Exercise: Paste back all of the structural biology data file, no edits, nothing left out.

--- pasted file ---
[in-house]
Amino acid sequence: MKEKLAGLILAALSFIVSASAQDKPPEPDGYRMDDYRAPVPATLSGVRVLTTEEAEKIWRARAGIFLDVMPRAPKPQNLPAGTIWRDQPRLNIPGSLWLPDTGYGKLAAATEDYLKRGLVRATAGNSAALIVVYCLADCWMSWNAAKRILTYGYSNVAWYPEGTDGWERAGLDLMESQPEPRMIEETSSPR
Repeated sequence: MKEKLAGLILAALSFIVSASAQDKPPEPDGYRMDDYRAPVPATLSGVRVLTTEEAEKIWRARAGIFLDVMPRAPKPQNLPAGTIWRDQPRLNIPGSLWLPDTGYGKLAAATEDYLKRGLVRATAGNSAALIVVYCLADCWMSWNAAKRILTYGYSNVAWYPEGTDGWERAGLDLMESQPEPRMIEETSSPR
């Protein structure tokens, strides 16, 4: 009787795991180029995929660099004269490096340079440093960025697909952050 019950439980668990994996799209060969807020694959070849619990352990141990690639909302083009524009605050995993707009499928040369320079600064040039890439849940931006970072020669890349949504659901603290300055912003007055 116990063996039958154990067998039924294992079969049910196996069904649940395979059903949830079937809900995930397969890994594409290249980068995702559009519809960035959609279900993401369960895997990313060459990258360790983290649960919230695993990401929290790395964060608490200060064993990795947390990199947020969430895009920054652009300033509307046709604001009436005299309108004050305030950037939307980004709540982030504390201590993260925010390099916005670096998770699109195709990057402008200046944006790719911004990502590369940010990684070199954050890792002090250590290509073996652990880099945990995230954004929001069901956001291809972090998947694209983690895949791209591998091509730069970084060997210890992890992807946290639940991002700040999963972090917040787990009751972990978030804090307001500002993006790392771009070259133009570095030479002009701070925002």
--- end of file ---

[in-house]
Amino acid sequence: MKEKLAGLILAALSFIVSASAQDKPPEPDGYRMDDYRAPVPATLSGVRVLTTEEAEKIWRARAGIFLDVMPRAPKPQNLPAGTIWRDQPRLNIPGSLWLPDTGYGKLAAATEDYLKRGLVRATAGNSAALIVVYCLADCWMSWNAAKRILTYGYSNVAWYPEGTDGWERAGLDLMESQPEPRMIEETSSPR
Repeated sequence: MKEKLAGLILAALSFIVSASAQDKPPEPDGYRMDDYRAPVPATLSGVRVLTTEEAEKIWRARAGIFLDVMPRAPKPQNLPAGTIWRDQPRLNIPGSLWLPDTGYGKLAAATEDYLKRGLVRATAGNSAALIVVYCLADCWMSWNAAKRILTYGYSNVAWYPEGTDGWERAGLDLMESQPEPRMIEETSSPR
């Protein structure tokens, strides 16, 4: 009787795991180029995929660099004269490096340079440093960025697909952050 019950439980668990994996799209060969807020694959070849619990352990141990690639909302083009524009605050995993707009499928040369320079600064040039890439849940931006970072020669890349949504659901603290300055912003007055 116990063996039958154990067998039924294992079969049910196996069904649940395979059903949830079937809900995930397969890994594409290249980068995702559009519809960035959609279900993401369960895997990313060459990258360790983290649960919230695993990401929290790395964060608490200060064993990795947390990199947020969430895009920054652009300033509307046709604001009436005299309108004050305030950037939307980004709540982030504390201590993260925010390099916005670096998770699109195709990057402008200046944006790719911004990502590369940010990684070199954050890792002090250590290509073996652990880099945990995230954004929001069901956001291809972090998947694209983690895949791209591998091509730069970084060997210890992890992807946290639940991002700040999963972090917040787990009751972990978030804090307001500002993006790392771009070259133009570095030479002009701070925002």